Asparagus is a gourmet vegetable with flavor that’s truly one of a kind. The fresh, green earthiness is perfectly rounded off by just a touch of bitterness, creating a bold taste that pairs extremely well with a range of specific herbs and spices. Our herb-crusted asparagus recipe uses a blend that brings out the best from asparagus rewarding the palette with dimensions of flavor and a crispy texture that keeps calling you back for more.
- 1 Bunch Blanched Asparagus (Ends Trimmed)
- 3 Egg Whites Beaten
- ¾ Cup Panko Breadcrumbs Or Breadcrumbs
- ½ Cup Parmesan Cheese Grated
- ¼ Cup All-Purpose Flour
- ¼ Cup Cornflour
- 2 Teaspoons Chives
- 2 Teaspoons Parsley
- 2 Teaspoons Tarragon
- 2 Teaspoons Marjoram
- 1 Teaspoon Salt
- 1 Teaspoon Ground Black Pepper
- Transfer the beaten egg whites to a shallow dish large enough to contain the asparagus spears.
- After drying thoroughly, dip each spear in a 50/50 mixture of flour and cornflour.
- Shake off all the excess flour and lay the asparagus spears side-by-side in the shallow dish containing the egg whites.
- Place the asparagus spears soaking in egg white in the refrigerator, ensuring that they’re submerged, and allow them to soak for 15 minutes.
- Mix together the herbs, breadcrumbs, and parmesan cheese and season with salt and ground black pepper.
- Place into a shallow dish large enough for the spears.
- Preheat your oven to 400°F and lightly oil a shallow baking tray.
- Once the asparagus has soaked for 15 minutes, dip each spear in the seasoned breadcrumbs and parmesan mixture, making sure to coat everywhere evenly.
- Place the coated asparagus spears onto your oiled baking pan. Ensure they’re all coated, sprinkling a little extra crumbs wherever is necessary, and transfer to your preheated oven.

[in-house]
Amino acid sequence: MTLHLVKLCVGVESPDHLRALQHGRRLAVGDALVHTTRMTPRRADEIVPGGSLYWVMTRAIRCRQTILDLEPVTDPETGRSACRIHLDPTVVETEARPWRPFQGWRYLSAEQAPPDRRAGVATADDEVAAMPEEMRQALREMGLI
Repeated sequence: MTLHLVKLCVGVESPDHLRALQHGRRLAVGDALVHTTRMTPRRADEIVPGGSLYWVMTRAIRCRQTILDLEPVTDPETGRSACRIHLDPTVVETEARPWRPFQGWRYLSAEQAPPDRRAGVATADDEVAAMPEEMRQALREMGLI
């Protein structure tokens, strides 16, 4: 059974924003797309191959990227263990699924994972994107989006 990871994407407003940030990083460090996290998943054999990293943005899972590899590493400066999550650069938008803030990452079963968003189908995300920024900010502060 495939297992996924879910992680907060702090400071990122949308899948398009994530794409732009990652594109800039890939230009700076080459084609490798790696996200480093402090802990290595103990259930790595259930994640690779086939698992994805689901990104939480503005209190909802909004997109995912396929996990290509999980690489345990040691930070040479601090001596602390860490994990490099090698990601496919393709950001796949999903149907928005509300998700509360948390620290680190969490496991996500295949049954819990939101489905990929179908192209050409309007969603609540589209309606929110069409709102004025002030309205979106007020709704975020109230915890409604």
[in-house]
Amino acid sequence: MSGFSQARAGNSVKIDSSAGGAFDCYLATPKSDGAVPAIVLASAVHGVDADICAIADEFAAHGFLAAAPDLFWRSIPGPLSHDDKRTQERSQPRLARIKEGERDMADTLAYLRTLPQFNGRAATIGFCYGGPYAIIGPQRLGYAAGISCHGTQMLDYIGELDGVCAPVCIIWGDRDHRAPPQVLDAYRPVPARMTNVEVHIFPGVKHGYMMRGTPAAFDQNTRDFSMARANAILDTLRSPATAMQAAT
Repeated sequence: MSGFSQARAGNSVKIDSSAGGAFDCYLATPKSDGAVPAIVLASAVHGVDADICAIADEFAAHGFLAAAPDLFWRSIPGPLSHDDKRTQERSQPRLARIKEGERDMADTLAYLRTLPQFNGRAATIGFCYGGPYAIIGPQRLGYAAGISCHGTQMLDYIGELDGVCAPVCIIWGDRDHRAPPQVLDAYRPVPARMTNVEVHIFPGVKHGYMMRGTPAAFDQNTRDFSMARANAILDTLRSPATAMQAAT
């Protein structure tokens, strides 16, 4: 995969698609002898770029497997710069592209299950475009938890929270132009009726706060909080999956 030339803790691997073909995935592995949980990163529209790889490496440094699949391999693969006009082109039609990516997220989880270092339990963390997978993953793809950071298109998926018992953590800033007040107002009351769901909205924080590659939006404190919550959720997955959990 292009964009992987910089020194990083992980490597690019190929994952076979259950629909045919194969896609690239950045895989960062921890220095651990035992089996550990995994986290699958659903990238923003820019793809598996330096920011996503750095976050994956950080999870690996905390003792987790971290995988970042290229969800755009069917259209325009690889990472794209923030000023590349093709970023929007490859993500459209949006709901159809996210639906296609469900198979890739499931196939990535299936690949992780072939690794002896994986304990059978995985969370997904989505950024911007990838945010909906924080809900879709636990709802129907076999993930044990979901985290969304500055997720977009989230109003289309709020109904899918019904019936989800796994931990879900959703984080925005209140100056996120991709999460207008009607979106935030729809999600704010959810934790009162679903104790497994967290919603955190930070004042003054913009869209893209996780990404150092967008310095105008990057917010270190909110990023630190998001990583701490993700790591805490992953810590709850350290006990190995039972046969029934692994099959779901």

- Bake uncovered for 10 to 12 minutes or until the herb-crusted asparagus begin turning golden brown and crispy. Transfer to serve and enjoy!
Herb Crusted Asparagus Substitutions
Any breadcrumbs will do the job, but Panko has the best taste, texture, and appearance. The larger-than-normal crumbs are excellent for soaking in seasoning but feel free to use regular breadcrumbs if you’re all out. The herbs listed here have been selected because they all pair well with asparagus. Feel free to add, substitute, or replace any listed. Oregano is a leading favorite which we can see being swapped out for a subtle but noticeable spin on the basic recipe. It’s generally best to stick to a limited number of flavorful herbs, so cooks are advised to keep to four varieties at the most.
Never overcook your asparagus. Take great care when picking out the optimal spears for roasting, and pay attention to how done they are throughout cooking. The thickest spears will need 15 minutes at the most. Too long, and your asparagus will be stringy. To test, pierce with a fork. Perfectly cooked asparagus will be easy to puncture and tender inside. Unfortunately, there’s nothing you can do to save overcooked asparagus. About the only use for limp, stringy spears is cooking it away in a soup or stew.